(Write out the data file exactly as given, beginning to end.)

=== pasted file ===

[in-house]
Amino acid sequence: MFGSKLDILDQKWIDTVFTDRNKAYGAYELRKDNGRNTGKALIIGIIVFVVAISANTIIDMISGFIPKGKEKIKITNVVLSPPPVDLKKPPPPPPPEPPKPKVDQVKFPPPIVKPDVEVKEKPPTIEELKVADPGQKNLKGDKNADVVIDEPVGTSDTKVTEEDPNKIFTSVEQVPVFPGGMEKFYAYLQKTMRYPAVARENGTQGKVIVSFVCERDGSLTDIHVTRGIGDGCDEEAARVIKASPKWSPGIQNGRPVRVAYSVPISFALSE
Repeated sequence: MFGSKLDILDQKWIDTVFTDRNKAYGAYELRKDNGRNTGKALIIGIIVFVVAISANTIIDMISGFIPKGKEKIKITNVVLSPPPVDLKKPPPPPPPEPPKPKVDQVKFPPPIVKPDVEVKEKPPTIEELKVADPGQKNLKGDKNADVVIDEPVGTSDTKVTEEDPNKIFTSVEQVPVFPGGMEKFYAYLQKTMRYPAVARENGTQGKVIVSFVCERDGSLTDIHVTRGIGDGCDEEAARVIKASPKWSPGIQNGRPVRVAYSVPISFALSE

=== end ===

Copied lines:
[in-house]
Amino acid sequence: MFGSKLDILDQKWIDTVFTDRNKAYGAYELRKDNGRNTGKALIIGIIVFVVAISANTIIDMISGFIPKGKEKIKITNVVLSPPPVDLKKPPPPPPPEPPKPKVDQVKFPPPIVKPDVEVKEKPPTIEELKVADPGQKNLKGDKNADVVIDEPVGTSDTKVTEEDPNKIFTSVEQVPVFPGGMEKFYAYLQKTMRYPAVARENGTQGKVIVSFVCERDGSLTDIHVTRGIGDGCDEEAARVIKASPKWSPGIQNGRPVRVAYSVPISFALSE
Repeated sequence: MFGSKLDILDQKWIDTVFTDRNKAYGAYELRKDNGRNTGKALIIGIIVFVVAISANTIIDMISGFIPKGKEKIKITNVVLSPPPVDLKKPPPPPPPEPPKPKVDQVKFPPPIVKPDVEVKEKPPTIEELKVADPGQKNLKGDKNADVVIDEPVGTSDTKVTEEDPNKIFTSVEQVPVFPGGMEKFYAYLQKTMRYPAVARENGTQGKVIVSFVCERDGSLTDIHVTRGIGDGCDEEAARVIKASPKWSPGIQNGRPVRVAYSVPISFALSE